Security checks at Beijing parks: Here’s what to expect if you’re a foreigner

Can there ever be enough photos of beautiful flowers?! (The correct answer is ‘no’ btw!) Add some to your own collection this springtime!

Beijing’s very own Keukenhof is in full bloom right now! Visit Zhongshan Park (on the west side of the Forbidden City) in the next few days to see tulips, wisteria, late blossom, lilacs and peonies in full bloom! It’s breathtaking!

If you do plan on visiting, be aware that security for foreigners here is extremely tight. Read to find out what you might encounter when visiting Beijing parks or scenic spots during these still-locked-down days!

Things haven’t exactly been easy these past few months.  Even in Beijing, where we experienced comparatively few cases and few restrictions on movement, life hasn’t been without difficulty, even if we haven’t personally experienced tragic loss of loved ones or ill health.

Recently, things have been improving across the country, and perhaps the end of this situation is in sight. However, some restrictions are still in place at certain points across the city, heavily-visited parks and scenic spots included. Those restrictions are applied equally, or perhaps even more so, to foreign visitors.

We visited the beautiful Zhongshan Park two days ago and we encountered two checkpoints. These were the most rigorous we’ve experienced in Beijing, and though they may not be like this at other locations around the city, checks of any kind should be expected by all foreign visitors for the foreseeable future. If you decide to go to Zhongshan, be prepared for the following in addition to a temperature check:

1) Before even arriving at the park gate, there will be a police check, where they will check your passport. MAKE SURE YOU’RE CARRYING IT!

2) Once you get to the ticket window, you’ll likely be questioned extensively. Questions can include why you are going to the park (??), why you’re alone (if you are), where you’re from, and what your job is.

3) You also have to fill in a form and security will take photos of your passport and visa – all this before you’ll be allowed to buy a ticket.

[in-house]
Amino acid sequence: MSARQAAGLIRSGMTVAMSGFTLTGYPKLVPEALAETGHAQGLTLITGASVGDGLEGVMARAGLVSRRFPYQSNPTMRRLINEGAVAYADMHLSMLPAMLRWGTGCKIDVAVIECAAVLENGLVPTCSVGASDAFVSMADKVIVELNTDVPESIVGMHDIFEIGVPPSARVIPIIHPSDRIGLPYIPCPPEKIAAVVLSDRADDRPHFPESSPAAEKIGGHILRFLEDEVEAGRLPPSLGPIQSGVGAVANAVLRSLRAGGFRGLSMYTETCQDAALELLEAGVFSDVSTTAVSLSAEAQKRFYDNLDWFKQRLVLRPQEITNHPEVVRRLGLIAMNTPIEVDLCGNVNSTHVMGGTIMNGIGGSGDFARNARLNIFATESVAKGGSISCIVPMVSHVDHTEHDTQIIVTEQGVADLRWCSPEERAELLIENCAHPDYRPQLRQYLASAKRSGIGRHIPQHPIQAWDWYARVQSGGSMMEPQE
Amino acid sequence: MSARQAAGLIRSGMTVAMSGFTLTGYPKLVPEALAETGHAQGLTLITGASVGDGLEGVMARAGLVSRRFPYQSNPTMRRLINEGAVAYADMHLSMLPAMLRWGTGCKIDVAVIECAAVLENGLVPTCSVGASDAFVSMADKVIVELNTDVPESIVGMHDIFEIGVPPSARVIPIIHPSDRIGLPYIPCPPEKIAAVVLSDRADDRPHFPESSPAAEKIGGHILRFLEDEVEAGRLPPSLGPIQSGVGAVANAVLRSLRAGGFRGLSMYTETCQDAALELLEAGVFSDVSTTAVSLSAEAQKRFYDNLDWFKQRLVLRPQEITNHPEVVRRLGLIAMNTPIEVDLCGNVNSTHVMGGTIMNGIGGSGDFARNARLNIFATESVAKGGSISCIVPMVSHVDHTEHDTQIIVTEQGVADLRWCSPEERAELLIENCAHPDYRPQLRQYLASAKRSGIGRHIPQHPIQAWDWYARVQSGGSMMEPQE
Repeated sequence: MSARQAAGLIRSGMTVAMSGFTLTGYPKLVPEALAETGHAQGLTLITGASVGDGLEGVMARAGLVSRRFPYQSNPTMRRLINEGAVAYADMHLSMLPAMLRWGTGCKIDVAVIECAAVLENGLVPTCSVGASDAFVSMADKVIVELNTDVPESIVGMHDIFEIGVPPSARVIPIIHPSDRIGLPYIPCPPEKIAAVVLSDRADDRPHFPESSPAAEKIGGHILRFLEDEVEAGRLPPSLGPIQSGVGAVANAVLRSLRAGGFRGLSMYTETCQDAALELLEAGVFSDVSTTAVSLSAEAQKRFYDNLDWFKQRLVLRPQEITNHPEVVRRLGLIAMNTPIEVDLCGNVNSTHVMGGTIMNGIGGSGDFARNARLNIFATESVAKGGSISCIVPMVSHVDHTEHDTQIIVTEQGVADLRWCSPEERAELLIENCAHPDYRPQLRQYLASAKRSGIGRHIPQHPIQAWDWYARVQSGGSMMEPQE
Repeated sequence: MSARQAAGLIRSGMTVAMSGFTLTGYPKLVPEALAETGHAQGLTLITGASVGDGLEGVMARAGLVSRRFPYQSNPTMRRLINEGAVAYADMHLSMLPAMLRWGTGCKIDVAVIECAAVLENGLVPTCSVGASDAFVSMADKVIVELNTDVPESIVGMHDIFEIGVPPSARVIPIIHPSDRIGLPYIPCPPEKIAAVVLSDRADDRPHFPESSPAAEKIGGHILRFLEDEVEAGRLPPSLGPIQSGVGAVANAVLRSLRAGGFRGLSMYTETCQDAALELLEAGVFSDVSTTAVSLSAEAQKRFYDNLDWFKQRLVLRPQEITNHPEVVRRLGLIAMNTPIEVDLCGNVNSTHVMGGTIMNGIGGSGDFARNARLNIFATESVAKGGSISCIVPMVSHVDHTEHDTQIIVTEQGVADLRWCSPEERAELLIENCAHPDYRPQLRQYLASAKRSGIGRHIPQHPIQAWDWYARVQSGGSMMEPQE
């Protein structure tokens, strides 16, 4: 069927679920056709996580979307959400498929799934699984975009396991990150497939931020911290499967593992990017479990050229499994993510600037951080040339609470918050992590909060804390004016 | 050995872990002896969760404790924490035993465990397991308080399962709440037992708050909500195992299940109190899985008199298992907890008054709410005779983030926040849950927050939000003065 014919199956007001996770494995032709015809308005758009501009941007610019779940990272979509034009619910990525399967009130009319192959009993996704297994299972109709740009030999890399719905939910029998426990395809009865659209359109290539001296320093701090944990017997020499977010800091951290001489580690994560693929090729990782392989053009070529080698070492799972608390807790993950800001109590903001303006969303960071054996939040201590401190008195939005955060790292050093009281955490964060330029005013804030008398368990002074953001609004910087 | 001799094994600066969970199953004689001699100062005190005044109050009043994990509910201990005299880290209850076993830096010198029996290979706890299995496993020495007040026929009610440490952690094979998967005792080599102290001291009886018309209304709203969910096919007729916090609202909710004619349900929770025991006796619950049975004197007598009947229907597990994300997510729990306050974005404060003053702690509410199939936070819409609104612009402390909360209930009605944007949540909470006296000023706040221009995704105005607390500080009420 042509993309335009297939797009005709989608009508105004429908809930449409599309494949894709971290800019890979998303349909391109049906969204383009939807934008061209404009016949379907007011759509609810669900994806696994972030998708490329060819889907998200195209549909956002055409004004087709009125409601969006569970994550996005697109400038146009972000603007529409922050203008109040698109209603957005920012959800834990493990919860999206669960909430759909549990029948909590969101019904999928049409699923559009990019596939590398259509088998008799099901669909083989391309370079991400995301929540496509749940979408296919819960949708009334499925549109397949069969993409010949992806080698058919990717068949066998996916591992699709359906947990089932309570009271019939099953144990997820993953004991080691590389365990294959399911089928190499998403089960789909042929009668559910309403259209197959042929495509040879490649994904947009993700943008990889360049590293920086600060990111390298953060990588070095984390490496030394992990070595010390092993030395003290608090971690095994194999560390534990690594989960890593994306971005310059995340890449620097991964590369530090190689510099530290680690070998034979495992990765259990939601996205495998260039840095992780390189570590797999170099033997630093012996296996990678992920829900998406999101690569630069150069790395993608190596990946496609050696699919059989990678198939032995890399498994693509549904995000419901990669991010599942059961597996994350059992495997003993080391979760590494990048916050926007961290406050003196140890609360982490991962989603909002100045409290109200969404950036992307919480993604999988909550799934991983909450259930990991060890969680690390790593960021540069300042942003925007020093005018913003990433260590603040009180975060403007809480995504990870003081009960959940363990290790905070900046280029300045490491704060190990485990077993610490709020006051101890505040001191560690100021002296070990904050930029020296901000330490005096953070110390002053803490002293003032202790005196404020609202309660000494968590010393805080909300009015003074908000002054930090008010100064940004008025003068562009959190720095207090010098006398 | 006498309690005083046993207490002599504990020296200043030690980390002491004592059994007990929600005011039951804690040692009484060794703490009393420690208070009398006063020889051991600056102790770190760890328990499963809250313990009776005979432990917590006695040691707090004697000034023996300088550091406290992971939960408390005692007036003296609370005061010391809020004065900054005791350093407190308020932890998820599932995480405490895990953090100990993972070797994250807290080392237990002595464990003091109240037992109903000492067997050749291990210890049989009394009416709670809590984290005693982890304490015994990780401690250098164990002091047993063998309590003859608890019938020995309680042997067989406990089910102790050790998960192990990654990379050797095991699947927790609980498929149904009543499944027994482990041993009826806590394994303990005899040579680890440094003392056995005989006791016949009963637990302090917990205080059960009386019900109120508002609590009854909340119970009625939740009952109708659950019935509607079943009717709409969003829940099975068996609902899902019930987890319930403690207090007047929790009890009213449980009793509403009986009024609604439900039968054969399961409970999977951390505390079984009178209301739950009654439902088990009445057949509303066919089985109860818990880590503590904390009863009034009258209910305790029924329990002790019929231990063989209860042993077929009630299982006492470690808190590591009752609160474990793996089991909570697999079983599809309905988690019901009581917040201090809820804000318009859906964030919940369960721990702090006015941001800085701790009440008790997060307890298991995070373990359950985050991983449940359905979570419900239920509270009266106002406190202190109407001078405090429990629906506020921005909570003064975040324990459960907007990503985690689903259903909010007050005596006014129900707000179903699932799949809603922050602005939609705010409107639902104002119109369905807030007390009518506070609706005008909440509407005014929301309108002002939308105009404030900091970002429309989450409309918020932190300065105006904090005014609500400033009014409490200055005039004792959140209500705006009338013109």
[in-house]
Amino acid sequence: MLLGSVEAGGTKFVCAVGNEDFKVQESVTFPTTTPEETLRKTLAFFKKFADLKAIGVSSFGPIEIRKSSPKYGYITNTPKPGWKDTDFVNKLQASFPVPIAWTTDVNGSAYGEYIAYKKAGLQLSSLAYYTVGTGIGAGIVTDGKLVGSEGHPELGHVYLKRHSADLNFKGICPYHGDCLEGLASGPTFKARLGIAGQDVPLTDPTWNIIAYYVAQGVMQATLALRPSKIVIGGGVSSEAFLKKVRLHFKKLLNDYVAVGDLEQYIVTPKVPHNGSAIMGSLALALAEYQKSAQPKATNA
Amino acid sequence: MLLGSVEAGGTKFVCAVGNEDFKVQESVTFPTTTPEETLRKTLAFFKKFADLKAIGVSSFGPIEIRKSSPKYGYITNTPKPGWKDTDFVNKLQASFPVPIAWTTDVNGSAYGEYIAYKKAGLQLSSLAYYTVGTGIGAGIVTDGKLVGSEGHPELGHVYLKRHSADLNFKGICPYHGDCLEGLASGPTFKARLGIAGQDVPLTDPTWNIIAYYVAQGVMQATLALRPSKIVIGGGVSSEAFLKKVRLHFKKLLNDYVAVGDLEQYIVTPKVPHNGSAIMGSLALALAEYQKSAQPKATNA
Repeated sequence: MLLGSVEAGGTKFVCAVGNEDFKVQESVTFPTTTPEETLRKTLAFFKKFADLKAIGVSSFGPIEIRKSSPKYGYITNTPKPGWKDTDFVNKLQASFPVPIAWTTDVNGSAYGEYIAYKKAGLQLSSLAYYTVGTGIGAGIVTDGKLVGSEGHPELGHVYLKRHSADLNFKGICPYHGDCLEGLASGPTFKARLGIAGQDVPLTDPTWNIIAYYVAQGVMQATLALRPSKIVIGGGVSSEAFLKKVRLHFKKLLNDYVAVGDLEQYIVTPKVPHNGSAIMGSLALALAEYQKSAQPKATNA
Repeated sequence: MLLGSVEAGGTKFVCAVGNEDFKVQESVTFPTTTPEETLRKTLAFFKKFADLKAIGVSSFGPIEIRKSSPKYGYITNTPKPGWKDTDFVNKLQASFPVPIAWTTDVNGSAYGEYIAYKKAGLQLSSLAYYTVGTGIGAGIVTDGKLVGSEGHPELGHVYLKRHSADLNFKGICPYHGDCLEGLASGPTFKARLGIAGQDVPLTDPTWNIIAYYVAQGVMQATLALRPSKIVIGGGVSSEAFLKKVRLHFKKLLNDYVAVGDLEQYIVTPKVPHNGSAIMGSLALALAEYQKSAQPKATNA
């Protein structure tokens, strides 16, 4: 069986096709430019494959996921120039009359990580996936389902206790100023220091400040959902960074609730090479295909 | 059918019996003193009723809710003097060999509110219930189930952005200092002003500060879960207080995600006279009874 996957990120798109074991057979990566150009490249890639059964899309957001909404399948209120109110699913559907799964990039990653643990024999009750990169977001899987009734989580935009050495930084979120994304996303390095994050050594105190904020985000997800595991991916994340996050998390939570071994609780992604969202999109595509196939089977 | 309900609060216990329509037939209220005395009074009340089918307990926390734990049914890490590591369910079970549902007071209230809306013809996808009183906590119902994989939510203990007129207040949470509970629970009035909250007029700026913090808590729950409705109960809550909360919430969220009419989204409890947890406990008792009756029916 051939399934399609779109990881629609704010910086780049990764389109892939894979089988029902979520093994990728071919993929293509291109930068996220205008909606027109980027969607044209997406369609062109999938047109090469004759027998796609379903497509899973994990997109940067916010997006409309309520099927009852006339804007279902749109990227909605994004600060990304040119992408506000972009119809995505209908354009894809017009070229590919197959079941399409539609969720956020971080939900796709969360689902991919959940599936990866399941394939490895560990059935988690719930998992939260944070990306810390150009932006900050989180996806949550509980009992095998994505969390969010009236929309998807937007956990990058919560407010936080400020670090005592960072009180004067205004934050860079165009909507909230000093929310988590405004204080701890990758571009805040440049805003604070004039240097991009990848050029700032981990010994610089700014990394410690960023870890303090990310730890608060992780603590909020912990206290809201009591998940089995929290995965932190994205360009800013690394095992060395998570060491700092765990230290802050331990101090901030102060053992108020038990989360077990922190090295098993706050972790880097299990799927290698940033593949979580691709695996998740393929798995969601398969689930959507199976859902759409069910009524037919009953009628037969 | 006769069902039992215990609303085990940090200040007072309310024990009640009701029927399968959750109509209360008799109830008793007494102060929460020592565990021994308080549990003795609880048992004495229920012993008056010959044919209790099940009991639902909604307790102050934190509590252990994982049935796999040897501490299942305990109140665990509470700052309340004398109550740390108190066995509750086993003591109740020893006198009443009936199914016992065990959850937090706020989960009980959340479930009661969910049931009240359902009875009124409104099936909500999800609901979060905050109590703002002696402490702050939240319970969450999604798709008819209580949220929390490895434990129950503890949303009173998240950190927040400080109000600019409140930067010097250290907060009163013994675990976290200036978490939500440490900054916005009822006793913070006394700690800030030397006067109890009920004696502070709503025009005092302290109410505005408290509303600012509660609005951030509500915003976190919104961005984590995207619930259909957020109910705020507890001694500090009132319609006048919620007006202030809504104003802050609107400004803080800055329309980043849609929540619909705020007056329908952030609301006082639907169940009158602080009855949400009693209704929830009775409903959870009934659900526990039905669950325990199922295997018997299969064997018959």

If you go through any of this, at Zhongshan Park or elsewhere, rest assured, it’s not just you! While all this may seem intrusive (especially coming from non-police), and possibly a little OTT, it’s what certain authorities feel they must do to protect others. If you want to enjoy some of the beautiful sites of Beijing right now, these are the hoops we must jump through. The alternative is staying home and watching Netflix (if you can..!)

Park Details

Name: Zhongshan Park | 中山公园
Address: 4, Zhonghua Lu (just west of the south entrance to the Forbidden City)
Subway Station: Tian’anmen West
Opening Hours: 6am-9pm
Ticket Price: 3RMB

We suggest visiting in the next few days to see the tulips, or in the next two weeks to see the peonies. 

Decided to not go to visit the park because of the current situation? Then take a look at the photos we took at Zhongshan this week instead (click for larger images)!

In any case, in any situation in China, ALWAYS stay calm, no matter what. If you experience any kind of difficult situation, smile, keep notes (if things do escalate, these will be useful later),  film the situation (if you can), answer questions and give information as requested, and everything should be fine. You’ll be able to keep going about your business and people will see how 99% of foreigners are. And that’s a win-win for everyone in a difficult situation. 

Have you experienced any of the checks mentioned above? Have you had trouble getting around Beijing, or elsewhere in China recently? Do you think the measures are helpful or too much? Let us know in the comments below, or on Facebook or Twitter. We always love hearing from you!

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